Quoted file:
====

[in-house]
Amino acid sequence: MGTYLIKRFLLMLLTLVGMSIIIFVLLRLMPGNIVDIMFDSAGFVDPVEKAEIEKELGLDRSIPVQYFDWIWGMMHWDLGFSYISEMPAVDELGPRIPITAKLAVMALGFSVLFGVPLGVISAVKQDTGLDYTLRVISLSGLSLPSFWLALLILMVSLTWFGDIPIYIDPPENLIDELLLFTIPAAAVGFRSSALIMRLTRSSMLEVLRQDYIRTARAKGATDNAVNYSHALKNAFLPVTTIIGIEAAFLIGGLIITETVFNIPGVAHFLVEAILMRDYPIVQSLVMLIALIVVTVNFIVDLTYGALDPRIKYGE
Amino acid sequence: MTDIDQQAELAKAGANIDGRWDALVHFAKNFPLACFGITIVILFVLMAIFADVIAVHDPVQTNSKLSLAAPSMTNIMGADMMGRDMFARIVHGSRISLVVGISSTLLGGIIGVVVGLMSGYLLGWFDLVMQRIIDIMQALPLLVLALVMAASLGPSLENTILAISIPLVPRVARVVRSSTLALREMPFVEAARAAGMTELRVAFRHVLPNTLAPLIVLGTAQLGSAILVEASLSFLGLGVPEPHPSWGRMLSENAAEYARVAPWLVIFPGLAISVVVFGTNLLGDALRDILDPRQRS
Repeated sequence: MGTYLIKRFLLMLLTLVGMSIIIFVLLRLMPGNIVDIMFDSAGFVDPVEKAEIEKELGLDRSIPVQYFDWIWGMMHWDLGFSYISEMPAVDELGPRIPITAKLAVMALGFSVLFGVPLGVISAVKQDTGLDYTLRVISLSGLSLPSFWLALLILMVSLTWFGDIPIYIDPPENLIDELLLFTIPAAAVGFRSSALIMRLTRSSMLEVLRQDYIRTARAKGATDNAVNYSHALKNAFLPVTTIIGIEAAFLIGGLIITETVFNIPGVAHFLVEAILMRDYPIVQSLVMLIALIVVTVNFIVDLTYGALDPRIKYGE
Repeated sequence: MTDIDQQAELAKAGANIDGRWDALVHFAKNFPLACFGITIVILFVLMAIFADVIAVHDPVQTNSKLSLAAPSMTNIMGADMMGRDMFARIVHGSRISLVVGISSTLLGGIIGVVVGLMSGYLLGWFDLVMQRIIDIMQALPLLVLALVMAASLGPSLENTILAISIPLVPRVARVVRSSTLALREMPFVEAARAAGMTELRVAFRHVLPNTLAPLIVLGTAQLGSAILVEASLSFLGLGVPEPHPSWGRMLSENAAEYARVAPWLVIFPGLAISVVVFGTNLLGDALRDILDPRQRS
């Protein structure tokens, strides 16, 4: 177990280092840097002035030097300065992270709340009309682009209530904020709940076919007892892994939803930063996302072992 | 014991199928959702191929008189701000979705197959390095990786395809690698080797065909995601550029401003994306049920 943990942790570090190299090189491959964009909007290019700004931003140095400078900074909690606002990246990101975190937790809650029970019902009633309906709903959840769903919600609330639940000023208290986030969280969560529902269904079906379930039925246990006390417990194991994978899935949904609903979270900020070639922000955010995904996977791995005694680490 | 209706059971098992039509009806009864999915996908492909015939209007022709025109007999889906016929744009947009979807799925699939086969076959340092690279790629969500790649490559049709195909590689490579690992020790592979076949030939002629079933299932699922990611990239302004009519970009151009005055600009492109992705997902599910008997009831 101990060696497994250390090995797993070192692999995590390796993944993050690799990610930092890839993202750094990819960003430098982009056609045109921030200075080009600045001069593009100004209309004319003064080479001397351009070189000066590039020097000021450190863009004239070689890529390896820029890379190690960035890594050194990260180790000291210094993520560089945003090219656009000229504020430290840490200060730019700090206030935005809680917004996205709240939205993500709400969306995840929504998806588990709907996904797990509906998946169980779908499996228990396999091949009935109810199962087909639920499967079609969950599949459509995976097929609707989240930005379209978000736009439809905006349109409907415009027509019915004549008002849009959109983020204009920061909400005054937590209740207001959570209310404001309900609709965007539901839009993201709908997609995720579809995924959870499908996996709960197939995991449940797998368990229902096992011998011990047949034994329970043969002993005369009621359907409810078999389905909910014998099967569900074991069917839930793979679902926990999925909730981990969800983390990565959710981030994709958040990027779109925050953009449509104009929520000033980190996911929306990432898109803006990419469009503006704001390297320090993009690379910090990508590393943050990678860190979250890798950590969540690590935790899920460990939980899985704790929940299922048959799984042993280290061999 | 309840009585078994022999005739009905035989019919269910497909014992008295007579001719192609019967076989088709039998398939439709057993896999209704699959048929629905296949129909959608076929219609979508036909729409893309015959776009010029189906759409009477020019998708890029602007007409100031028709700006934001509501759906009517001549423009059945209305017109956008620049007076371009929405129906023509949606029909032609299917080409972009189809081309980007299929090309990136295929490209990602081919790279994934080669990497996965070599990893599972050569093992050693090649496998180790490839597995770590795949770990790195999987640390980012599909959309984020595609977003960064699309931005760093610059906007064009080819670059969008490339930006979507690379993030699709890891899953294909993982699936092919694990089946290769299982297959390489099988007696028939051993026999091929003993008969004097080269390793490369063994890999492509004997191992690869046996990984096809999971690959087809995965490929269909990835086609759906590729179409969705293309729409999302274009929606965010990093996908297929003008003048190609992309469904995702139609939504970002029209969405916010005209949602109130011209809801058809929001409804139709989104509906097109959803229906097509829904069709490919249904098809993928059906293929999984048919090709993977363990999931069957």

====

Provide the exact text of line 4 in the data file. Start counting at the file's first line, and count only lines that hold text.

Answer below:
Repeated sequence: MGTYLIKRFLLMLLTLVGMSIIIFVLLRLMPGNIVDIMFDSAGFVDPVEKAEIEKELGLDRSIPVQYFDWIWGMMHWDLGFSYISEMPAVDELGPRIPITAKLAVMALGFSVLFGVPLGVISAVKQDTGLDYTLRVISLSGLSLPSFWLALLILMVSLTWFGDIPIYIDPPENLIDELLLFTIPAAAVGFRSSALIMRLTRSSMLEVLRQDYIRTARAKGATDNAVNYSHALKNAFLPVTTIIGIEAAFLIGGLIITETVFNIPGVAHFLVEAILMRDYPIVQSLVMLIALIVVTVNFIVDLTYGALDPRIKYGE